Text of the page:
My birthday is rapidly approaching, so is the Marine Corps birthday and veteran’s day. This used to be kind of fun. Now it feels very depressing.
Happy veteran’s day!
Happy Marine Corps birthday!
Thank you for your service!”
When I observe most people saying this I feel they do so from a self-serving place. they want to feel good about themselves for having wished me some positivity.
Knowing people who have died in a war that we lost is painful. Knowing that there is a gulf between me and people who have not experienced that is painful but it’s not nearly so painful as knowing that there are thousands, hundreds of thousands that are terrified for their lives because of the actions of the US government in which I participated. And that we’re not helping them.
On my second deployment two of our interpreters were particularly instrumental to the level of success my team had.
One of them, Nemat, was home visiting his family when Kabul fell in august. His family helped him to escape, disguising himself and concealing his documents and passing through three Taliban checkpoints then pushing him through the press of a crowd where he waved his blue passport at the American Marines who pulled him up and over the wire. He is home safe. What about his family that helped him to escape? He served with U.S. Army Special Forces, he served with U.S. Marine Corps infantry, he served with my advisor team. His interpretation skills helped the Afghan army respond to a mass casualty bombing of his fellow Afghan citizens by the Taliban, he was one of the most tactically apt of our interpreters and best able to explain tactics to the senior Afghan officers we worked with. He is applying to join his local Police Department. And he wants his mother and father and brothers and sisters to be safe so they aren’t targeted for the work he did for us, or for their efforts in helping him escape in August.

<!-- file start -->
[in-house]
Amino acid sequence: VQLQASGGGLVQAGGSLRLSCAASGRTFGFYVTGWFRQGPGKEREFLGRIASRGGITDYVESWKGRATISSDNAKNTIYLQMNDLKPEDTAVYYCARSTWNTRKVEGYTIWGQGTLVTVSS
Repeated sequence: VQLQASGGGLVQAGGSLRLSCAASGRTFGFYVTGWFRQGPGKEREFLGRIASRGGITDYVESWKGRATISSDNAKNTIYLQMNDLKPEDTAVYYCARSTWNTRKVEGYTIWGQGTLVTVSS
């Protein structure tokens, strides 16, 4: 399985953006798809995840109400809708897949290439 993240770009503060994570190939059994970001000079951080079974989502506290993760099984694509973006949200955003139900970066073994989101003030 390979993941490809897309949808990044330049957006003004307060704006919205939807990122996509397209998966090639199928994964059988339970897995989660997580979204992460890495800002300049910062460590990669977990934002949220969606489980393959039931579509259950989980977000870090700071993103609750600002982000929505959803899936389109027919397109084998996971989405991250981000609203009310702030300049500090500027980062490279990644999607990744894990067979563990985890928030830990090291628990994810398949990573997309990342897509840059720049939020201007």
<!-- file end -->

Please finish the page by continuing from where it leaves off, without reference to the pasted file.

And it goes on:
Another of our interpreters, Safi, likewise critical to our success, expert at smoothing ruffled feathers needed in high stakes senior leader negotiations, is currently working as an interpreter for USCIS helping to process an Afghan evacuees at Fort McCoy Wisconsin. His wife gave birth to his baby daughter two weeks ago. Her father is an American citizen and presumptively she is too. When I ask people what we should do they say: no problem just have her American citizen father with his blue passport show up at the consulate or embassy with her and her birth certificate and we can get her an American passport! What embassy? What consulate? And where should his wife, who gave birth to their daughter go to have the interview on which her family reunification visa is currently pending? He did everything we asked him to do as a country. He served with us in areas of great risk. He was shot at, blown up in an armored vehicle, he saw the bodies of his fellow Afghan citizens stacked up by Afghan soldiers responding to that mass casualty. He provided interpretation for General Milley now commander of the Joint Chiefs of staff when he came to check the coordination center we advised. Safi’s family fortunately deleted the photos of that event before the Taliban came and seized the computers from his home. He completed the special immigrant visa process and became a naturalized U.S. citizen. He went back to Afghanistan to provide interpretation to train drone pilots who subsequently surrendered to the Taliban and know his face and where he used to live. he filled out all of the correct paperwork to request to have his wife join him in the United states, he even hired an attorney to make sure that it was all correct. And now that she has given birth to a two week old little girl who should be an American citizen. And still they wait for us to do something.